A 2-year-old boy who developed a thrombosis of the superior sagittal sinus due to inherited protein S deficiency is reported from the Hospital de Cruces, Vizcaya, Spain. While recovering from pneumonia, the patient had symptoms of an acute disseminated intravascular coagulation disorder associated with sinus thrombosis, left hemiparesis, focal seizures, and thrombosis of the left femoral vein. The paresis resolved within two months. [1]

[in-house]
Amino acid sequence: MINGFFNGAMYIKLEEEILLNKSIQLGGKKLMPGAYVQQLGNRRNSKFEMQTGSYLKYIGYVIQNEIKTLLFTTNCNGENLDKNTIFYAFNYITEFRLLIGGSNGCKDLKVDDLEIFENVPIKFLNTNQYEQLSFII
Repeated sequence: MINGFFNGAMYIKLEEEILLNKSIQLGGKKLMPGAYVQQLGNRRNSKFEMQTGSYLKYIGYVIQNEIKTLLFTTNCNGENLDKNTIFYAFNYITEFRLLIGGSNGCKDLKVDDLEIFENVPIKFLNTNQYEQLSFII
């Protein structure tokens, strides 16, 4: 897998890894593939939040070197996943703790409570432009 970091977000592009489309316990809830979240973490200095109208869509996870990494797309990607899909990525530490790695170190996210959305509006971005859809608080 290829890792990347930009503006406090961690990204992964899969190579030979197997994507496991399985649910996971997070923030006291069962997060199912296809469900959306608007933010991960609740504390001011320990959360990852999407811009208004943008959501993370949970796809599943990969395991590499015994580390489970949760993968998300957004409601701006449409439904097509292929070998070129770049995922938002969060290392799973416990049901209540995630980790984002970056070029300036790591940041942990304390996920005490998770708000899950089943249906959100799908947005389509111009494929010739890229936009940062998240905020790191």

COMMENT. Homozygous protein S deficiency, an autosomal dominant trait with partial penetrance, usually presents with purpura fulminans in the newborn period. Heterozygous cases are responsible for recurrent peripheral thromboembolisms mainly in adults. Cerebral venous thrombosis is a rare complication of protein S deficiency, but should be considered in the etiology of acute hemiparesis in children.